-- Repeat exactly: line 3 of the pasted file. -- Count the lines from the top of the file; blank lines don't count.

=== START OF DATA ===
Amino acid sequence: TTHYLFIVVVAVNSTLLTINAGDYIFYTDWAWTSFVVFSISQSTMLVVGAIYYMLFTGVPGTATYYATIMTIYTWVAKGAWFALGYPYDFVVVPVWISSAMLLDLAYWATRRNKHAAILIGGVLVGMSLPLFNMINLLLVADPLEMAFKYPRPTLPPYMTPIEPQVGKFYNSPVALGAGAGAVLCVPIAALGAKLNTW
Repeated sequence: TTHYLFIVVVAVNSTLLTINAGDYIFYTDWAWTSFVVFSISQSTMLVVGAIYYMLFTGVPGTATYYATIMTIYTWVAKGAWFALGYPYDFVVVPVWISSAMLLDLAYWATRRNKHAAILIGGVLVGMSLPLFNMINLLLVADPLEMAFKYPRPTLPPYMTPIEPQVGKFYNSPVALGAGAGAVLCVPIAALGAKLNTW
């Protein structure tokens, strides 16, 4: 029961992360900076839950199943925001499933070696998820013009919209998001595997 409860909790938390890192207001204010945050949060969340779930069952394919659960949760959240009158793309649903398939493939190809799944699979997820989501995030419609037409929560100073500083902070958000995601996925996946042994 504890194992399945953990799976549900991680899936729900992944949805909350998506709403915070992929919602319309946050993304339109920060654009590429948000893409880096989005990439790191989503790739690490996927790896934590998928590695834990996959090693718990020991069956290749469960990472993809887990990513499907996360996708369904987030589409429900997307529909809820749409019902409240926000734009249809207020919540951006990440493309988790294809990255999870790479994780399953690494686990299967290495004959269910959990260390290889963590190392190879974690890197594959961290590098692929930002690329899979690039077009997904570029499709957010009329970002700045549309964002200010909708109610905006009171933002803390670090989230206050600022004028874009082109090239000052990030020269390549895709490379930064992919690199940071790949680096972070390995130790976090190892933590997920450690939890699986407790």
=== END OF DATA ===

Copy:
């Protein structure tokens, strides 16, 4: 029961992360900076839950199943925001499933070696998820013009919209998001595997 409860909790938390890192207001204010945050949060969340779930069952394919659960949760959240009158793309649903398939493939190809799944699979997820989501995030419609037409929560100073500083902070958000995601996925996946042994 504890194992399945953990799976549900991680899936729900992944949805909350998506709403915070992929919602319309946050993304339109920060654009590429948000893409880096989005990439790191989503790739690490996927790896934590998928590695834990996959090693718990020991069956290749469960990472993809887990990513499907996360996708369904987030589409429900997307529909809820749409019902409240926000734009249809207020919540951006990440493309988790294809990255999870790479994780399953690494686990299967290495004959269910959990260390290889963590190392190879974690890197594959961290590098692929930002690329899979690039077009997904570029499709957010009329970002700045549309964002200010909708109610905006009171933002803390670090989230206050600022004028874009082109090239000052990030020269390549895709490379930064992919690199940071790949680096972070390995130790976090190892933590997920450690939890699986407790």